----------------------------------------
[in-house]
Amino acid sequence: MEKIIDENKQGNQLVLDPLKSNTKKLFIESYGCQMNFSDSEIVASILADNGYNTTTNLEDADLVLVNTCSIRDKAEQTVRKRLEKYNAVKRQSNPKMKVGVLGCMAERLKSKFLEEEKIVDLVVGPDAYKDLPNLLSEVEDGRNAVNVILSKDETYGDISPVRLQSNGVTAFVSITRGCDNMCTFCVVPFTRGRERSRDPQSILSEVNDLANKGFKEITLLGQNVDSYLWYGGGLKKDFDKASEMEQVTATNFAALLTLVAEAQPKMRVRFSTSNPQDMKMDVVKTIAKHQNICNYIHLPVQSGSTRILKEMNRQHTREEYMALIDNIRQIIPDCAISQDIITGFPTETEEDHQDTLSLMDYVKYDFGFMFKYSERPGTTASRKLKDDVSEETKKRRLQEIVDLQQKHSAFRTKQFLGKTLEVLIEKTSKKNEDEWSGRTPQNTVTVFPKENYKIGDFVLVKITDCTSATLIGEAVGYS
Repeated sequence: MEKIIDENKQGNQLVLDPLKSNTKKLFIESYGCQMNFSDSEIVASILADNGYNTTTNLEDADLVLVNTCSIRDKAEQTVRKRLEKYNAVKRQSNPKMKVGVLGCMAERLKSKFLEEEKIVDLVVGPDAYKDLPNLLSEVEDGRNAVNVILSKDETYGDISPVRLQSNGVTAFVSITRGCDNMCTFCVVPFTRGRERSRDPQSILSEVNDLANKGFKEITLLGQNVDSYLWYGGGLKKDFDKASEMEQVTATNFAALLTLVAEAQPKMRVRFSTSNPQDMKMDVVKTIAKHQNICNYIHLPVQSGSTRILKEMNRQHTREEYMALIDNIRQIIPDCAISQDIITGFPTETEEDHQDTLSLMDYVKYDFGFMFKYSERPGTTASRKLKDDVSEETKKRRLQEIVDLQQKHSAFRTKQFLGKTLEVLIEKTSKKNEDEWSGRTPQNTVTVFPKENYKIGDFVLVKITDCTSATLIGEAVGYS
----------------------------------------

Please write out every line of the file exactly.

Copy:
[in-house]
Amino acid sequence: MEKIIDENKQGNQLVLDPLKSNTKKLFIESYGCQMNFSDSEIVASILADNGYNTTTNLEDADLVLVNTCSIRDKAEQTVRKRLEKYNAVKRQSNPKMKVGVLGCMAERLKSKFLEEEKIVDLVVGPDAYKDLPNLLSEVEDGRNAVNVILSKDETYGDISPVRLQSNGVTAFVSITRGCDNMCTFCVVPFTRGRERSRDPQSILSEVNDLANKGFKEITLLGQNVDSYLWYGGGLKKDFDKASEMEQVTATNFAALLTLVAEAQPKMRVRFSTSNPQDMKMDVVKTIAKHQNICNYIHLPVQSGSTRILKEMNRQHTREEYMALIDNIRQIIPDCAISQDIITGFPTETEEDHQDTLSLMDYVKYDFGFMFKYSERPGTTASRKLKDDVSEETKKRRLQEIVDLQQKHSAFRTKQFLGKTLEVLIEKTSKKNEDEWSGRTPQNTVTVFPKENYKIGDFVLVKITDCTSATLIGEAVGYS
Repeated sequence: MEKIIDENKQGNQLVLDPLKSNTKKLFIESYGCQMNFSDSEIVASILADNGYNTTTNLEDADLVLVNTCSIRDKAEQTVRKRLEKYNAVKRQSNPKMKVGVLGCMAERLKSKFLEEEKIVDLVVGPDAYKDLPNLLSEVEDGRNAVNVILSKDETYGDISPVRLQSNGVTAFVSITRGCDNMCTFCVVPFTRGRERSRDPQSILSEVNDLANKGFKEITLLGQNVDSYLWYGGGLKKDFDKASEMEQVTATNFAALLTLVAEAQPKMRVRFSTSNPQDMKMDVVKTIAKHQNICNYIHLPVQSGSTRILKEMNRQHTREEYMALIDNIRQIIPDCAISQDIITGFPTETEEDHQDTLSLMDYVKYDFGFMFKYSERPGTTASRKLKDDVSEETKKRRLQEIVDLQQKHSAFRTKQFLGKTLEVLIEKTSKKNEDEWSGRTPQNTVTVFPKENYKIGDFVLVKITDCTSATLIGEAVGYS